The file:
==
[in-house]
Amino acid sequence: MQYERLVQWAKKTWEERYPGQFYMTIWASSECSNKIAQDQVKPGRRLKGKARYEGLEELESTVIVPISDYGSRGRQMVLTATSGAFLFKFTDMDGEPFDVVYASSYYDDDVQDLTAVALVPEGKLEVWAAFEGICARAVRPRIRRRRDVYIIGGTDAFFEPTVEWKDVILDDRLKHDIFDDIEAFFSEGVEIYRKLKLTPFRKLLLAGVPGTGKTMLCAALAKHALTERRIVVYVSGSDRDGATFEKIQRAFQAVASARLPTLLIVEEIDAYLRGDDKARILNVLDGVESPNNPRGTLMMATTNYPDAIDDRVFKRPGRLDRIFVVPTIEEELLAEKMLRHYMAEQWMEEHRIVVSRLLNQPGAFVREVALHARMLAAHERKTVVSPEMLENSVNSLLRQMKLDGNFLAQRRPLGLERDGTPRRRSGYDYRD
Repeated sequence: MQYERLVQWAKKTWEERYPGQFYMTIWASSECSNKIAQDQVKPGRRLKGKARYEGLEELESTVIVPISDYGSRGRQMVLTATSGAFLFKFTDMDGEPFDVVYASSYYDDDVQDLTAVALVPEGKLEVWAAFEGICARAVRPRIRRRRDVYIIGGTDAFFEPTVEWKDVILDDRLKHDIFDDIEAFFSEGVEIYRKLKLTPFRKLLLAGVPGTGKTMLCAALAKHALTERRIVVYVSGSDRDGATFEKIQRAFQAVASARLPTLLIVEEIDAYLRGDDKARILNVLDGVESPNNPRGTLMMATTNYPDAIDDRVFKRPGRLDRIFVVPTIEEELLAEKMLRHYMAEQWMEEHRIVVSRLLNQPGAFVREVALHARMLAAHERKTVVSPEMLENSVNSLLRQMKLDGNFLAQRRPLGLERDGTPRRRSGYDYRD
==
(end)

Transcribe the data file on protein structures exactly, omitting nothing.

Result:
[in-house]
Amino acid sequence: MQYERLVQWAKKTWEERYPGQFYMTIWASSECSNKIAQDQVKPGRRLKGKARYEGLEELESTVIVPISDYGSRGRQMVLTATSGAFLFKFTDMDGEPFDVVYASSYYDDDVQDLTAVALVPEGKLEVWAAFEGICARAVRPRIRRRRDVYIIGGTDAFFEPTVEWKDVILDDRLKHDIFDDIEAFFSEGVEIYRKLKLTPFRKLLLAGVPGTGKTMLCAALAKHALTERRIVVYVSGSDRDGATFEKIQRAFQAVASARLPTLLIVEEIDAYLRGDDKARILNVLDGVESPNNPRGTLMMATTNYPDAIDDRVFKRPGRLDRIFVVPTIEEELLAEKMLRHYMAEQWMEEHRIVVSRLLNQPGAFVREVALHARMLAAHERKTVVSPEMLENSVNSLLRQMKLDGNFLAQRRPLGLERDGTPRRRSGYDYRD
Repeated sequence: MQYERLVQWAKKTWEERYPGQFYMTIWASSECSNKIAQDQVKPGRRLKGKARYEGLEELESTVIVPISDYGSRGRQMVLTATSGAFLFKFTDMDGEPFDVVYASSYYDDDVQDLTAVALVPEGKLEVWAAFEGICARAVRPRIRRRRDVYIIGGTDAFFEPTVEWKDVILDDRLKHDIFDDIEAFFSEGVEIYRKLKLTPFRKLLLAGVPGTGKTMLCAALAKHALTERRIVVYVSGSDRDGATFEKIQRAFQAVASARLPTLLIVEEIDAYLRGDDKARILNVLDGVESPNNPRGTLMMATTNYPDAIDDRVFKRPGRLDRIFVVPTIEEELLAEKMLRHYMAEQWMEEHRIVVSRLLNQPGAFVREVALHARMLAAHERKTVVSPEMLENSVNSLLRQMKLDGNFLAQRRPLGLERDGTPRRRSGYDYRD